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Move stirs up new interest in old building

A preservation battle could be shaping up in downtown Tampa. Lykes Brothers Inc. and its affiliated companies plan to move across the street into a modern skyscraper, the First Florida Bank building, and vacate its vintage 1927 headquarters,

The usually secretive Lykes family won't talk about plans for its Mediterranean revivalist tower at 215 Madison St., known as the Lykes Building.

But Sol Fleischman Jr., chairman of the Tampa Architectural Review Commission, thinks the future of the property is a public matter.

He has been trying to meet with the Lykes family to urge preservation or incorporation of the buildings into a skyscraper design.

"We hope it's going to be a win-win for everybody," Fleischman said. "The Lykeses can develop the property to its fullest potential, and these great buildings will be preserved."

The property likely will be discussed at the commission's next meeting Thursday, and the commission may begin the process of declaring the building a local landmark.

Citing the city's previous preservation failures, Fleischman anticipates widespread support for his point of view.

_ STEVE LIESMAN

Survey shows bad chairs

really are pain in the neck

All those on-the-job aches and pains could vanish with a simple cure _ a new chair.

A two-year study of factory workers found that many suffered from discomfort caused by their chairs, said Daniel J. Ortiz, a senior research scientist at the Georgia Institute of Technology in Atlanta.

More than 90 percent of the 130 workers surveyed already had added foam or pillows in an effort to customize uncomfortable chairs. When researchers brought in chairs that workers could adjust easily, the complaints about back pain almost disappeared, Ortiz said.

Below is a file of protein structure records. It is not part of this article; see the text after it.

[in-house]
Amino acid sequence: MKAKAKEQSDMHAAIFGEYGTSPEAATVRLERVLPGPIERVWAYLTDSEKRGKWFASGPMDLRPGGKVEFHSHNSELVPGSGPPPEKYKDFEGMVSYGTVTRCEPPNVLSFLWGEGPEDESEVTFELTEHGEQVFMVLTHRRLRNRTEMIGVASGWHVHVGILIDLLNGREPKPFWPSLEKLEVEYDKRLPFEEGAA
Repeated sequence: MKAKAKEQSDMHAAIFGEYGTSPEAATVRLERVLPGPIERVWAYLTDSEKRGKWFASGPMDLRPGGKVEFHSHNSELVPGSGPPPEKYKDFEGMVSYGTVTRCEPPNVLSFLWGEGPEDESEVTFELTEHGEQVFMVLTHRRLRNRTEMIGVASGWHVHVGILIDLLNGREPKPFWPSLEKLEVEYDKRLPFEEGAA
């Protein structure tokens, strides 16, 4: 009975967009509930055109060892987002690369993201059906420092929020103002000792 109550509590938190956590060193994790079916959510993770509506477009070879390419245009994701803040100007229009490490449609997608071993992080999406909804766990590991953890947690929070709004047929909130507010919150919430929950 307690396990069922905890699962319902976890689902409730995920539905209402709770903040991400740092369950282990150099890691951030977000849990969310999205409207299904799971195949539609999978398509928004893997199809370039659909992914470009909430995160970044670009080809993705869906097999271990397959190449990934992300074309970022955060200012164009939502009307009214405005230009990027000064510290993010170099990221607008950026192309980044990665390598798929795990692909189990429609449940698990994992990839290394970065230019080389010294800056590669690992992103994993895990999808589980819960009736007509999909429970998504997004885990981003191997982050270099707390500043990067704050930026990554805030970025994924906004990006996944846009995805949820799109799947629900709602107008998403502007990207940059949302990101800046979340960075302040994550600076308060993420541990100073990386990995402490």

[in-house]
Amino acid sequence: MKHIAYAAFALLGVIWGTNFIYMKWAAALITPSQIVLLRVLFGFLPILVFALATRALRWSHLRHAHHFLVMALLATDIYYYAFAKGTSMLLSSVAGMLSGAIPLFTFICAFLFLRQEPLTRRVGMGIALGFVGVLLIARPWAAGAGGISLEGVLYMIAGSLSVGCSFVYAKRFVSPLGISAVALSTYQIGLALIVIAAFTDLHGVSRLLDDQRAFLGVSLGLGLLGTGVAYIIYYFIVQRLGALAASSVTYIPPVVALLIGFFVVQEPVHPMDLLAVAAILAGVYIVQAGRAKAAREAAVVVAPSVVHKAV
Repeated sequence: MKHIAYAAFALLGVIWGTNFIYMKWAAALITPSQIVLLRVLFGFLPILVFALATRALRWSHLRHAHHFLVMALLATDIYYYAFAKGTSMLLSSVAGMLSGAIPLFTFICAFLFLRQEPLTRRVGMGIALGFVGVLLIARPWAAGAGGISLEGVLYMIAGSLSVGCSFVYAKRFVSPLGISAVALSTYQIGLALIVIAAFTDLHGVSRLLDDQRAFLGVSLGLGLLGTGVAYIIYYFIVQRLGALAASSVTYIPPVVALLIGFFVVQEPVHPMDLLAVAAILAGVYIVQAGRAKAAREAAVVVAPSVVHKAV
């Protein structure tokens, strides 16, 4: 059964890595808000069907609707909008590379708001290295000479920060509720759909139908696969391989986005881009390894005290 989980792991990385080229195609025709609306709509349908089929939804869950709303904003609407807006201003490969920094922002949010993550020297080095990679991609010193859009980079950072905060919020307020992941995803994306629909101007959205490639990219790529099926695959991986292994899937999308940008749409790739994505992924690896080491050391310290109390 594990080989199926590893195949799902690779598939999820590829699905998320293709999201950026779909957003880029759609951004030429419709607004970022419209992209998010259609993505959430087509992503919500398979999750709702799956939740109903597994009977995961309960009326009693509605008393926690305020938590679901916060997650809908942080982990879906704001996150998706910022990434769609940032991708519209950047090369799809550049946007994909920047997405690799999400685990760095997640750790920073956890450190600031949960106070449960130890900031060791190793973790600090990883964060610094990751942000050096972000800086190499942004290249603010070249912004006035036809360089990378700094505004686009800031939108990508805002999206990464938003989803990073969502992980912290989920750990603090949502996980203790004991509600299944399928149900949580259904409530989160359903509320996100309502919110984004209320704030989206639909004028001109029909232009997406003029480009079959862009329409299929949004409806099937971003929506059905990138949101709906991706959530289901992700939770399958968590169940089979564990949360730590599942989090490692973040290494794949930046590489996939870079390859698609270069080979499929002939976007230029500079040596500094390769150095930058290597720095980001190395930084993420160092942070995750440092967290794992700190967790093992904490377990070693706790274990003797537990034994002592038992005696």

It can cost companies about $200 for adjustable chairs, compared with $50 to $75 for other types, but Ortiz said the extra expense is worthwhile. "From a morale point of view, that's got to be a huge positive," he said.

_ BERNICE STENGLE

Airport aims to be first

to get monorail off ground

It wouldn't be a Tampa International Airport project unless planners tried out the latest whiz-bang ideas in airport technology.

So the $13-million monorail system that will take passengers from the new parking garage, which opens in November, to the terminal got extra attention from the engineers.

TV sets at the monorail stops will display not only a map of the circular route but the exact location of each driverless car and the number of seconds until the next one arrives.

The five-car system will be touted as the first computerized monorail system in the United States.

It would have been the first in the world, but a waterfront tour in Sydney, Australia, beat the airport to the punch.

However, Sydney's system doesn't work correctly, so the Tampa airport still has a chance to offer the first functioning computerized monorail system.

The glass block walls in the stations are already up. The shuttle cars for the $13-million system arrive July 21. And airport officials are already on edge, putting the construction crews on notice that "get serious" time is here.

They even banished one crew's attempt to add a few homey touches to its temporary abode last week.

The pine tree stuck on top of the portable toilet could stay.

But one of the builders had jury-rigged one of the wall's big glass blocks into a miniature aquarium outfitted with a filtration system. Inside was a Siamese fighting fish the workers were nourishing with shrimp brine.

That had to go.

_ MARK ALBRIGHT

Williams analyst has eye

back on banking business

Financial analyst Sam Beebe isn't sure whether to accept congratulations or condolences now that he is back on familiar ground as banking analyst at Williams Securities in Tampa.

Beebe won the right to watch such banks as Southeast, Barnett and First Florida with the recent departure of Tim Rayl. Rayl is moving to Boca Raton to join Southeast Research Partners, a subsidiary of New York's Dominick & Dominick. There he will cover commercial banks _ a first for the firm. Rayl has blazed a trail through a number of securities firms, including Raymond James & Associates, and spent the last year at Williams.

For Beebe, a nine-year veteran of Williams Securities, the new job means more work and no change in salary. But it's just as well. His job used to be watching savings and loans for investment opportunities; now many of them have failed and are wards of the federal government.

_ ROBERT TRIGAUX